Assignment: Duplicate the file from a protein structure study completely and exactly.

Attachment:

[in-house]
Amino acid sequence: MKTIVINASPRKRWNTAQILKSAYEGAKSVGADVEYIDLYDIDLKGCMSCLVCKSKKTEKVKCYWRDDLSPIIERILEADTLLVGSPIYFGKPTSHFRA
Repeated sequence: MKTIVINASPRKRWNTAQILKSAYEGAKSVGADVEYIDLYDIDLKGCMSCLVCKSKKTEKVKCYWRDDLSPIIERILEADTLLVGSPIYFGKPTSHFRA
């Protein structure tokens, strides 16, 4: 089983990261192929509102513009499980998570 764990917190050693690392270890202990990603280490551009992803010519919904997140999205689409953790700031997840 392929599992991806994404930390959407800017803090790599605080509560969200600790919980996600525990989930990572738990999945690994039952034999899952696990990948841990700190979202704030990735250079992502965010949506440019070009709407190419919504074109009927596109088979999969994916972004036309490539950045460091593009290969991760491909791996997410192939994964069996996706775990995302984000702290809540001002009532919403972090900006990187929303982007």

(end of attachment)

[in-house]
Amino acid sequence: MKTIVINASPRKRWNTAQILKSAYEGAKSVGADVEYIDLYDIDLKGCMSCLVCKSKKTEKVKCYWRDDLSPIIERILEADTLLVGSPIYFGKPTSHFRA
Repeated sequence: MKTIVINASPRKRWNTAQILKSAYEGAKSVGADVEYIDLYDIDLKGCMSCLVCKSKKTEKVKCYWRDDLSPIIERILEADTLLVGSPIYFGKPTSHFRA
């Protein structure tokens, strides 16, 4: 089983990261192929509102513009499980998570 764990917190050693690392270890202990990603280490551009992803010519919904997140999205689409953790700031997840 392929599992991806994404930390959407800017803090790599605080509560969200600790919980996600525990989930990572738990999945690994039952034999899952696990990948841990700190979202704030990735250079992502965010949506440019070009709407190419919504074109009927596109088979999969994916972004036309490539950045460091593009290969991760491909791996997410192939994964069996996706775990995302984000702290809540001002009532919403972090900006990187929303982007």